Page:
Sunday, April 15, 2012

Fusion Log Viewer [Fuslogvw] for Assembly Binding Issues

This is the best advice you can give to an engineer.

"Remember, the better you know about your tools and components the better engineer you are."

It is the best advice I can give to anyone. One of the habit of highly acclaimed writing of Stephen Covey "7 Habits of Highly Effective People", he also includes one of the habit as "Sharpen your Saw". We get so much involved with our day-to-day activities at work that we don't realize that our saw is being rusted. If we don't keep it sharpened than it wouldn't be of any use after some time. After sometime, we might also cry "Who stole my cheese?". Actually nobody did... It's us who kept eating our cheese, lived our life in the comfortable zone and now the cheese is finished. We should have been on new adventures of exploration of new avenues of cheese building. There is no benefit crying over spilled milk.

Have you ever got this message when you try to launch an application? Clearly, it can't find one of the libraries is missing which is required for the application to start up. It can't find ClassLibrary1. Well, It definitely is a weird name for your library but still can't find it. But why? Where is it trying to load this assembly from? Why does it even need this? What other libraries it is using. There are several other questions you want to ask but can't answer. In order to better get the root cause of the problem and better troubleshooting, there are several tools to help. One such tools is Fusion Log Viewer [Fuslogvw].

Fusion Log Viewer provides details about assembly binding in a .net application. It works as an .net app assembly binding monitor. It can shows details about every assembly loaded in a .net application.

Installing Fusion Log Viewer
Fusion Log Viewer is not a separate install. It is rather a .net framwework tool which is installed with Visual Studio and Widnows SDK.

Launching the Viewer:
There are various options to launch the tool. First of all, we can launch it using Visual Studio Command Prompt installed with Visual Studio. Doing that, you wouldn't have to navigate to the folder containing the tool. Just type the name of the viewer and hit enter. It should be loaded for you. You can find Visual Studio Command Prompt from Windows Start up menu.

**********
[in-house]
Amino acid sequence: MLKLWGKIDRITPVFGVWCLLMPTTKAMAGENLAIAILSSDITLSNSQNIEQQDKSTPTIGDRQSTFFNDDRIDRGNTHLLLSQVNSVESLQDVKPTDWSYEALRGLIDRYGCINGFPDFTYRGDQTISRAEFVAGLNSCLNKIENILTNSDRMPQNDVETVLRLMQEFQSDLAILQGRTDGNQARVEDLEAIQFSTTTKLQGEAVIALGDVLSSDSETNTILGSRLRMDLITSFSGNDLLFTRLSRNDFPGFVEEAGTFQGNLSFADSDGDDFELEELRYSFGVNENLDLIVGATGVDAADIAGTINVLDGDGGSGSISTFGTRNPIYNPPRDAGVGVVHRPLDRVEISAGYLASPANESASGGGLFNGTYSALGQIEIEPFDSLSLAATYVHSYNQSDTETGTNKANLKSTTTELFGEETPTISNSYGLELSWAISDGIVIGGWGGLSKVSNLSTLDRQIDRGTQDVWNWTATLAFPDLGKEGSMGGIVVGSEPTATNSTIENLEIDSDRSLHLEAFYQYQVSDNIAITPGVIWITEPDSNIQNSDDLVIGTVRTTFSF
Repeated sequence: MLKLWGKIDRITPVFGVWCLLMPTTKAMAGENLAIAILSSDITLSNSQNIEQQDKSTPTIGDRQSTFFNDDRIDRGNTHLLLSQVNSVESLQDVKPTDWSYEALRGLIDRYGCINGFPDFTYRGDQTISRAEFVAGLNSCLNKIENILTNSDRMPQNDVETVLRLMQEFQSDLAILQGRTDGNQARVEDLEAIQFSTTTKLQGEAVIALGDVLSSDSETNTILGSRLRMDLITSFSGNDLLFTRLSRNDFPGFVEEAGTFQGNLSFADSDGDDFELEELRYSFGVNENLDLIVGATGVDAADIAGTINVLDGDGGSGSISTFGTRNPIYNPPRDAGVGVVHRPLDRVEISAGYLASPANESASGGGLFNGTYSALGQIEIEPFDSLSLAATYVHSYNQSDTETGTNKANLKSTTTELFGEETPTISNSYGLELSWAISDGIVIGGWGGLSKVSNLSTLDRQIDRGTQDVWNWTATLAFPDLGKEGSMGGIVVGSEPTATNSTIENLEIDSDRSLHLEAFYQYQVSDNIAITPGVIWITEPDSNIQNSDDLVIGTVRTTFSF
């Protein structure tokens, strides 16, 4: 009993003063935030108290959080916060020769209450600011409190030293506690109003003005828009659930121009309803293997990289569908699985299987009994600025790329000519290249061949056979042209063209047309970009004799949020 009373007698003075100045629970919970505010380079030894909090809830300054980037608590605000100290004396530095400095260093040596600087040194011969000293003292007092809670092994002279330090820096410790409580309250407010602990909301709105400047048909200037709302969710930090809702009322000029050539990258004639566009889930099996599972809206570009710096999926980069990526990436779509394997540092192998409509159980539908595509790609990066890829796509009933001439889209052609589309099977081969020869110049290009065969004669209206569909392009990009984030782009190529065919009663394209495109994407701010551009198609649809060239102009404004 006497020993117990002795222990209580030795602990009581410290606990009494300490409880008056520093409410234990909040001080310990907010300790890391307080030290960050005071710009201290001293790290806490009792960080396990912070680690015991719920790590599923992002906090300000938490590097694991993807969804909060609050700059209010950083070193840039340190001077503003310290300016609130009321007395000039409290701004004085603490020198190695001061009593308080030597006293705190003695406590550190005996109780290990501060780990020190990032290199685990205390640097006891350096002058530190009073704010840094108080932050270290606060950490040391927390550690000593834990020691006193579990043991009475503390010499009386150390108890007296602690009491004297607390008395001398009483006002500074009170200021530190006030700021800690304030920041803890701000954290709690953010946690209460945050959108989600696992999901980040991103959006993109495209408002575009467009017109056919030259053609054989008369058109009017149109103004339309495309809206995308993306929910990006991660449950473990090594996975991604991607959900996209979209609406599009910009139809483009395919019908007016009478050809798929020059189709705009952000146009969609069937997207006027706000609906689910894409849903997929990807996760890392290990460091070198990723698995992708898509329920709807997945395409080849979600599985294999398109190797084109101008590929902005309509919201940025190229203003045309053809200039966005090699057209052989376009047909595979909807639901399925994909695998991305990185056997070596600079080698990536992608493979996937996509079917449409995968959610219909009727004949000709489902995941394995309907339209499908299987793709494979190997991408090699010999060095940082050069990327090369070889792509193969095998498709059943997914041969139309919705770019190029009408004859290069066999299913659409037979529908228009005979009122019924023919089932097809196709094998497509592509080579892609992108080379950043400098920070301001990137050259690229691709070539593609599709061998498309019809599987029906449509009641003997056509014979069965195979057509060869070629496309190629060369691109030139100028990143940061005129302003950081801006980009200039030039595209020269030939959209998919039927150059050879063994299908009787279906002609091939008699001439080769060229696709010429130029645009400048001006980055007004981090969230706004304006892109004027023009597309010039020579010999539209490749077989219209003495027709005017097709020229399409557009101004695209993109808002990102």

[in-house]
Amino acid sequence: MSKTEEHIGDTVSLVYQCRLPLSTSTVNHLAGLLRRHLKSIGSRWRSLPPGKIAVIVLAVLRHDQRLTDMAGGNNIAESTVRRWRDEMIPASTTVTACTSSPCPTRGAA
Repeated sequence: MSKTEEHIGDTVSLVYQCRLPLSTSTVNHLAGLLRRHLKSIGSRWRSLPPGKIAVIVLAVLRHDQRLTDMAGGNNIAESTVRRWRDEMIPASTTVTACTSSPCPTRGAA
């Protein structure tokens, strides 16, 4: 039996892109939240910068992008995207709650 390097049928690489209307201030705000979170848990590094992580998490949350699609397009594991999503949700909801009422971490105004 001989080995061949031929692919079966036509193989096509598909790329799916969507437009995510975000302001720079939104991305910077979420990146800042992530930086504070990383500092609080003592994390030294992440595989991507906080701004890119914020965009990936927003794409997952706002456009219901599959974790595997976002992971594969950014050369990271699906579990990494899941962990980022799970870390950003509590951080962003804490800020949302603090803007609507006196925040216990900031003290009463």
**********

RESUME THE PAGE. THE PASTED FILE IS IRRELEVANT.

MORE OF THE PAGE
As you see above, it is important that we run the tool as administrator. If you don't like to hold your mouse like most developers then you don't have to right click the shortcut and select "run as administrator". Just type the name of application in Start menu and select it using the navigation UP / DOWN keys like you always do. Now instead of right clicking just hit CTRL + SHIFT + ENTER instead of just ENTER. You should see the following view of Visual Studio Command prompt.

Otherwise, It would launch successfully but it wouldn't allow us to see the binding details. It greets the user with greyed out options and gives no freaking idea about the cause of this hurtful behavior.

Running as administrator, it enables the options as follows:

Using The Viewer
After launching the viewer, the tool's setting would determine what kind of log do you want to see for assembly binding. You have the following options:
  1. Log Disabled: No logging for assembly binding.
  2. Login exception text: Logs minimum binding information to the disk.
  3. Log assembly binding failures: Generally used options. Logs in only those libraries which have binding issues.
  4. Log all binds to disk: Even those assemblies which don't have any binding failures.
Let's select to log only those bindings which have failures. Now we run an application which have some library binding issues. This should be logged as follows: